February 10, 2016 begins the season of Lent. In the Christian year, Lent is the 40 day period leading up to Easter, where we fast, pray, repent, and prepare ourselves to celebrate the Resurrection of Christ. In many ways, Lent is modeled off Jesus’ 40 days in the wilderness before he began his public ministry, and Christians all over the world are unified in this holy practice.
This Lent, as a practice community, we want to go really deep into one of the Lenten themes: Lament. With all that’s going on in the world these days, and all that’s going on inside each one of us, we long to be a community that knows how to weep, mourn, and lament well. Because the reality is, our culture—and even our christian tradition—does not teach us how to do this. Over 30% of the Book of Psalms is lament, and right around 0% of the top 100 Christian worship songs are laments. And as a result, our faith is lopsided and don’t alway know how to engage the painful realities of life. But thankfully, by God’s grace, we can learn how to lament. We can learn how to hold the heartbreak, the injustice, and the evil in the world before God, and weep. And as we do, we learn that God doesn’t always fix the issue, but He does something more profound: God weeps with us. And then invites us to join His work of healing.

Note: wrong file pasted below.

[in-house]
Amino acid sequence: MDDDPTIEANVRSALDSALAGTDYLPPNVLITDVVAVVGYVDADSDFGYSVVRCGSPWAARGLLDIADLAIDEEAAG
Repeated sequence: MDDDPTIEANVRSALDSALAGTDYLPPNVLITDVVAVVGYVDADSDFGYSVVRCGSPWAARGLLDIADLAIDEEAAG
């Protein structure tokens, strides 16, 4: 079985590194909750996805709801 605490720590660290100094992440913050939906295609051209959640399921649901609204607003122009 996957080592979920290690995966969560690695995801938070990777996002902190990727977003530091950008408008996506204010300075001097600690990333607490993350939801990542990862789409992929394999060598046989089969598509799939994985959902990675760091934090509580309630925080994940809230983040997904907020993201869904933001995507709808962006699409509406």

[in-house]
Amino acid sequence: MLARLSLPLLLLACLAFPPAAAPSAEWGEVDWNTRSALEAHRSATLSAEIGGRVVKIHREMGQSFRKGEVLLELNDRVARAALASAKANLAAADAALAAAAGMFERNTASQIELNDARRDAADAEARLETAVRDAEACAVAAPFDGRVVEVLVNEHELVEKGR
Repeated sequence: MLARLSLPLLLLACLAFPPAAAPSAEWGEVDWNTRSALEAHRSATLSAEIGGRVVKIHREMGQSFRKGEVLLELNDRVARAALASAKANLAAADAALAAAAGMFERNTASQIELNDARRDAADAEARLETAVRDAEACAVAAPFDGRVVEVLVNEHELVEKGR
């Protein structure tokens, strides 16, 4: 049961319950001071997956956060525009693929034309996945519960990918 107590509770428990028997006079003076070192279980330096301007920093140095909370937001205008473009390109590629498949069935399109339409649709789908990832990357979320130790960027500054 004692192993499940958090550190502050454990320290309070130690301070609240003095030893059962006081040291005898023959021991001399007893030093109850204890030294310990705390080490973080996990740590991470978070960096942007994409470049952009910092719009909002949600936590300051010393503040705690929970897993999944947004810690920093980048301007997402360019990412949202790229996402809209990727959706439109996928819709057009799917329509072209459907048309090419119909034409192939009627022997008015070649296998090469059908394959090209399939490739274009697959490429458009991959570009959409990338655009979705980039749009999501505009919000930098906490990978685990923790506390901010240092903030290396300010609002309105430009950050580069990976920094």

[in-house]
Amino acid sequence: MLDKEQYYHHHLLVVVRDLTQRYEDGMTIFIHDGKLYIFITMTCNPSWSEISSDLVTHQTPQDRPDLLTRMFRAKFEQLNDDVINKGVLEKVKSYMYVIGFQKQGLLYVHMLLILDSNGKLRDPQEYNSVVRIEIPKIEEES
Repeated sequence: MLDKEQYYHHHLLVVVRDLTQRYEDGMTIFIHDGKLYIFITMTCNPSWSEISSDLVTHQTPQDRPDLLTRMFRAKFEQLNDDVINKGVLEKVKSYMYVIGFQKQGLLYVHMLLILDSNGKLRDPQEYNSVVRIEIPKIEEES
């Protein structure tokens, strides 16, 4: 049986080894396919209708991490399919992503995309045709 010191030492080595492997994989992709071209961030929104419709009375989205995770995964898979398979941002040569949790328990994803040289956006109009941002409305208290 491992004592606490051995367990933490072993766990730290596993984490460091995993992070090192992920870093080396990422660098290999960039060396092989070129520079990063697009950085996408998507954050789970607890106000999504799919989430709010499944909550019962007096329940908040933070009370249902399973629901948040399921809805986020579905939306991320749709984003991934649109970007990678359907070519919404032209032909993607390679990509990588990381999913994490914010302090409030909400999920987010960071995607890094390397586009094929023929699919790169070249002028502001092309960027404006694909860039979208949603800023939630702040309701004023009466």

So as we begin our Lenten journey we start with one key question: How do we prepare for this season of preparation? Like anything we can simply add a big invitation like this onto an already overly busy Christian life. So what are the practices that might help each one of us create space for God to lead us into some deep places this Lent?
Often we talk about “giving up something for Lent”, and it ends up being chocolate, or coffee, or something like that. And that’s not bad. But we often don’t do the work to discern with God what would be most helpful to give up and/or engage. Which is why we’re so excited that Mark Scandrette was able to join us ahead of Lent beginning to help us prepare.
Please begin your Lenten season by listening to Mark’s message on how to discern a Lenten practice that springs forth from a place of deep need and lament in your life. This will form your personal practice that you will use over the course of Lent to abstain or engage something that is personal to you. At the same time, over the coming weeks we will communally be diving into the Lenten theme and practice of Lament. We can’t wait to see how God uses these practices to prepare our hearts for Easter.